رویکرد چند بعدی به سمت تشخیص تمارض
|کد مقاله||سال انتشار||مقاله انگلیسی||ترجمه فارسی||تعداد کلمات|
|38153||2002||14 صفحه PDF||سفارش دهید||5796 کلمه|
Publisher : Elsevier - Science Direct (الزویر - ساینس دایرکت)
Journal : Archives of Clinical Neuropsychology, Volume 17, Issue 2, February 2002, Pages 143–156
A validation study using 62 subjects was conducted on the Multidimensional Investigation of Neuropsychological Dissimulation (MIND), a new neuropsychological instrument used to detect exaggeration of brain-injury symptoms. This instrument has eight scoring indices that use multiple, empirically based strategies to detect poor effort. Discriminant function analysis was used to classify three groups of subjects: normals responding in a sincere manner (N=24); normals who were educated about mild to moderate head injuries and given substantial incentives to malinger without obvious detection (N=21); and clinically diagnosed, brain-injured patients with mild to moderate impairments (N=17). A univariate F test indicated significant group differences on six of the eight original predictor variables. Using these six variables, there was an overall classification rate of 68%, reflecting only a 10% false negative rate in the dissimulating group. For a two-group classification (i.e., dissimulating and mildly to moderately brain-injured subjects), an 82% overall accuracy rate was achieved. The MIND appears to have potential for identifying individuals exaggerating mild to moderate neuropsychological deficits.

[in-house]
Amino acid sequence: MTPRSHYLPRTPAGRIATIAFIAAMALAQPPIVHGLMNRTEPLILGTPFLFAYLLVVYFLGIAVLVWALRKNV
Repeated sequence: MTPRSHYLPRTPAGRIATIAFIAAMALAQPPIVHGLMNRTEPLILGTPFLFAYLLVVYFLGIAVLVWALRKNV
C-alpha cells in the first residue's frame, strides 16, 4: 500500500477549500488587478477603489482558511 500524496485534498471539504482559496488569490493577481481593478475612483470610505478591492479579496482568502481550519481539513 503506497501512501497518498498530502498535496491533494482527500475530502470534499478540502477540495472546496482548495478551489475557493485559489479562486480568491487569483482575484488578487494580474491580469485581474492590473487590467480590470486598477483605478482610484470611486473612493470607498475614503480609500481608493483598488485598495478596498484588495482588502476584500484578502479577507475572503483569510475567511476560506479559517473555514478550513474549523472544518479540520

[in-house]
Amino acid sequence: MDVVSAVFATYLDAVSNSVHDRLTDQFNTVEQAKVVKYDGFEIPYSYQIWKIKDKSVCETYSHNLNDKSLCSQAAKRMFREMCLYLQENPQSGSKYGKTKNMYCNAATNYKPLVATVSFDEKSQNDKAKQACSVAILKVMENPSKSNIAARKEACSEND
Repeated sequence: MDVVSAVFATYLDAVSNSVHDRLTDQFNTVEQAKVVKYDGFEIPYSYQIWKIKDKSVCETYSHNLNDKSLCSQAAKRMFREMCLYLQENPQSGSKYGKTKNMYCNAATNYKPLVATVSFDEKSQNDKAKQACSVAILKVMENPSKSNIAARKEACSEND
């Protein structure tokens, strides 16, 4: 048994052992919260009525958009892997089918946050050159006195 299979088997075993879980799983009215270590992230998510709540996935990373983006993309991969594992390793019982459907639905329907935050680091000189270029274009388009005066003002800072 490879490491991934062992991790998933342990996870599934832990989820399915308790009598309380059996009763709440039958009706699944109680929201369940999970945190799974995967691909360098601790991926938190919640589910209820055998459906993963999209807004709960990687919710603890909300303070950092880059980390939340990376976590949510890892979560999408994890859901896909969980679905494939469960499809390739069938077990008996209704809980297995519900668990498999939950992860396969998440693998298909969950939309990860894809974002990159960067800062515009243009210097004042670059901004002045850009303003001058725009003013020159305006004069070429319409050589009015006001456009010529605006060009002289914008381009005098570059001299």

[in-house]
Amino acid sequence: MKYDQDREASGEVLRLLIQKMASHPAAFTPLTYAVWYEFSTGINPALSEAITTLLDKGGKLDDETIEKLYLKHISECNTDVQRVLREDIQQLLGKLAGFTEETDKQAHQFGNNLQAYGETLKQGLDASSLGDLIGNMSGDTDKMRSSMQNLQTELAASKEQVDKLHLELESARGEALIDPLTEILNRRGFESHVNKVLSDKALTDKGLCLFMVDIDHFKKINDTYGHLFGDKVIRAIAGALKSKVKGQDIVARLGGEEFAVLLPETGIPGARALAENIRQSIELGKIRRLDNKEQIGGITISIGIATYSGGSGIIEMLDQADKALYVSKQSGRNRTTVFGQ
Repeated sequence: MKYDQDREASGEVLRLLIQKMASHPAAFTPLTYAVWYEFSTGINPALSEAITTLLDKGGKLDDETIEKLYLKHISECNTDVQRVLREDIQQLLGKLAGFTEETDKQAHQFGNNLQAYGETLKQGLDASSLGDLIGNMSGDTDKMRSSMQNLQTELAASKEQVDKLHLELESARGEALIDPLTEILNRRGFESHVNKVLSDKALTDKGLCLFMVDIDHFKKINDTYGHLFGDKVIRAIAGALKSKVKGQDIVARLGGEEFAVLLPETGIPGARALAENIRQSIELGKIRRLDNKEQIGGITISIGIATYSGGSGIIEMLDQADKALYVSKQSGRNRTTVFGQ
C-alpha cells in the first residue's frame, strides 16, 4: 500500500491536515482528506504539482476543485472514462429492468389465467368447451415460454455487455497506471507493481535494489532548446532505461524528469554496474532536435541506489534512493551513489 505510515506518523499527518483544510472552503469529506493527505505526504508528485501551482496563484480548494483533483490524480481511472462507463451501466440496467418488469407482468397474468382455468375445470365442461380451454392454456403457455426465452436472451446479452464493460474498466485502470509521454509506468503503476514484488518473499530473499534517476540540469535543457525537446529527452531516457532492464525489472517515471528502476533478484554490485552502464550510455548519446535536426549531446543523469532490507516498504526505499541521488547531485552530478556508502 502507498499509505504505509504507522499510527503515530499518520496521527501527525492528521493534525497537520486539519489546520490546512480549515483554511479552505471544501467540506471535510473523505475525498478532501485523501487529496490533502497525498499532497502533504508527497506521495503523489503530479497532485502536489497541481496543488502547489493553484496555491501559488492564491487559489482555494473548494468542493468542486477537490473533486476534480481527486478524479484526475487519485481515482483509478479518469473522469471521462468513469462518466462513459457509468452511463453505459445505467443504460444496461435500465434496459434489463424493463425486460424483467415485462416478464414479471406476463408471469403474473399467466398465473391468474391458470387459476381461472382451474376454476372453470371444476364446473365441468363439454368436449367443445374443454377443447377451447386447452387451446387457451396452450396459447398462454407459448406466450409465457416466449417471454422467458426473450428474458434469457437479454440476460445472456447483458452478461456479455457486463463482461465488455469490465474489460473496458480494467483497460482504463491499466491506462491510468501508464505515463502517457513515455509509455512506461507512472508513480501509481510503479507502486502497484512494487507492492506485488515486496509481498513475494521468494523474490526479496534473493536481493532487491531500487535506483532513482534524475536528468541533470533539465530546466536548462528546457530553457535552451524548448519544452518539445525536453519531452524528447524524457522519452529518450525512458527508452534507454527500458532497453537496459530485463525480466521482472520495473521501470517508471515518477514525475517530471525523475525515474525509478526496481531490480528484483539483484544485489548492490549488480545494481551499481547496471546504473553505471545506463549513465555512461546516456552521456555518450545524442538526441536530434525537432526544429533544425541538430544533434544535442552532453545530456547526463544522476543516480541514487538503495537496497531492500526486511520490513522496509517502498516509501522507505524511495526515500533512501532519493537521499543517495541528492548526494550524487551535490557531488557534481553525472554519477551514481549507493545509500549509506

Neuropsychological testing is being used with increasing frequency in medical–legal cases. The validity of neuropsychological testing is dependent upon sincere and active participation by the examinee. In cases with incentive for poor performance, there is the potential for response bias or malingering (i.e., the intentional exaggeration or feigning of impairments for secondary gain). It has been estimated that each year in the United States, 2 million head injuries occur, with most of these being minor (Kraus & McArthur, 1995). This mild head-trauma population may be most at risk for feigning neuropsychological deficits. Studies Binder, 1993, Binder & Rohling, 1995, Binder & Willis, 1991 and Trueblood & Schmidt, 1993 have shown that, given the presence of financial incentives, people with mild head injuries perform worse on some measures of effort or sincerity than those with severe head trauma. To facilitate accurate identification of legitimate mild head-injury complaints, there has been an increase in the development of objective assessment techniques for the detection of malingering. Two main strategies characterize this research. The first involves evaluating the examinee's performance on current neuropsychological tests with what is known about typical brain functioning. Studies have shown that suspected malingerers tend to reveal different patterns of incorrect responses than actual brain-injured patients Bernard et al., 1993, Goebel, 1983, Greiffenstein et al., 1994, Heaton et al., 1978, Martin et al., 1993 and Mittenberg et al., 1993. A second approach is the development of unidimensional measures specifically designed to detect specific deception strategies Bectar & Williams, 1995, Binder, 1993, Gudjonsson & Shackleton, 1986, Iverson & Franzen, 1994 and Wiggins & Brandt, 1988. For example, the theoretical basis for tests such as the Portland Digit Recognition Test and Rey 15-Item Test is that malingerers will tend to misjudge the level of actual difficulty of the test and perform more poorly than severely brain-injured patients. Schretlen (1988) suggests that supplying information regarding the condition to be faked is a useful experimental strategy that is likely to increase the plausibility of faked test results. Rogers (1984) made specific recommendations for improving research design in this domain: (a) Subjects who are asked to malinger should be given an incentive for success, such as a financial award. (b) Simulation instructions (i.e., specific symptomology) must be precise and should emphasize the believability of simulated behavior. (c) Subject compliance must be studied with a debriefing interview. (d) Discriminant functions and other multivariate techniques should be used to produce standardized indicators of dissimulation. There have been a few studies exploring the effects of coaching on neuropsychological instruments used to detect deception Frederick et al., 1994 and Martin et al., 1993. These investigators found that subjects coached in strategies to reduce detection as dissimulators performed above chance levels on forced-choice measures and obtained higher scores than subjects who did not receive information. Recent literature reviews Iverson et al., 1991, Mills & Putnam, 1995 and Niles & Sweet, 1994 of the more common instruments presently used to detect dissimulation in mild brain-injury cases have concluded that an integrated approach toward the detection of malingering is needed. To date, there are no neuropsychological instruments developed that simultaneously measure several deception strategies. The purpose of this study was to validate a new multidimensional instrument developed specifically to measure performance patterns of suspected malingerers — the Multidimensional Investigation of Neuropsychological Dissimulation (MIND). This study examines whether sophisticated dissimulators produce a pattern of performance on the MIND inconsistent with actual head-trauma patients. To control for external and internal validity issues, this study followed methodological recommendations made by Rogers (1984) and Schretlen (1988).